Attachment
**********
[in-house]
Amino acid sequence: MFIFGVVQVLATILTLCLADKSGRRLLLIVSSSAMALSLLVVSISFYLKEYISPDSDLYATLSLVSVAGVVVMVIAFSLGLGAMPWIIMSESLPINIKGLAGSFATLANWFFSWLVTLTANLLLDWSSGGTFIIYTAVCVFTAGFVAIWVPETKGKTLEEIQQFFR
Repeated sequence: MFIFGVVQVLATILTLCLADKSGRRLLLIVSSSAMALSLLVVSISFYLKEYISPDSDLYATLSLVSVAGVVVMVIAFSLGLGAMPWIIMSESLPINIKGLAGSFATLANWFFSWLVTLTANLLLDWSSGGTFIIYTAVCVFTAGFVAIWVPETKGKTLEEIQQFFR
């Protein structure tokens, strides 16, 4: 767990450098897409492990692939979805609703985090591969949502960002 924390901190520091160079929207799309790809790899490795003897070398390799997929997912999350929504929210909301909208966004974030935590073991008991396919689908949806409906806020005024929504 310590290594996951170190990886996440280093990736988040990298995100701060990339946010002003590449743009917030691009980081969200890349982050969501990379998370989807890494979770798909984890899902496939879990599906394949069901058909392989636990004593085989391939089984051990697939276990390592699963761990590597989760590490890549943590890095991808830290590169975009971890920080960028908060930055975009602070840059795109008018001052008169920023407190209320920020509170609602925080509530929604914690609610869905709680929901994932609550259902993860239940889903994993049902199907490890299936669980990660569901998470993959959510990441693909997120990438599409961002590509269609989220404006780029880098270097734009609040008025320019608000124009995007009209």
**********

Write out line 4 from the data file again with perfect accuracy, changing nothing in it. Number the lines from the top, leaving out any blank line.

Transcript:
């Protein structure tokens, strides 16, 4: 767990450098897409492990692939979805609703985090591969949502960002 924390901190520091160079929207799309790809790899490795003897070398390799997929997912999350929504929210909301909208966004974030935590073991008991396919689908949806409906806020005024929504 310590290594996951170190990886996440280093990736988040990298995100701060990339946010002003590449743009917030691009980081969200890349982050969501990379998370989807890494979770798909984890899902496939879990599906394949069901058909392989636990004593085989391939089984051990697939276990390592699963761990590597989760590490890549943590890095991808830290590169975009971890920080960028908060930055975009602070840059795109008018001052008169920023407190209320920020509170609602925080509530929604914690609610869905709680929901994932609550259902993860239940889903994993049902199907490890299936669980990660569901998470993959959510990441693909997120990438599409961002590509269609989220404006780029880098270097734009609040008025320019608000124009995007009209």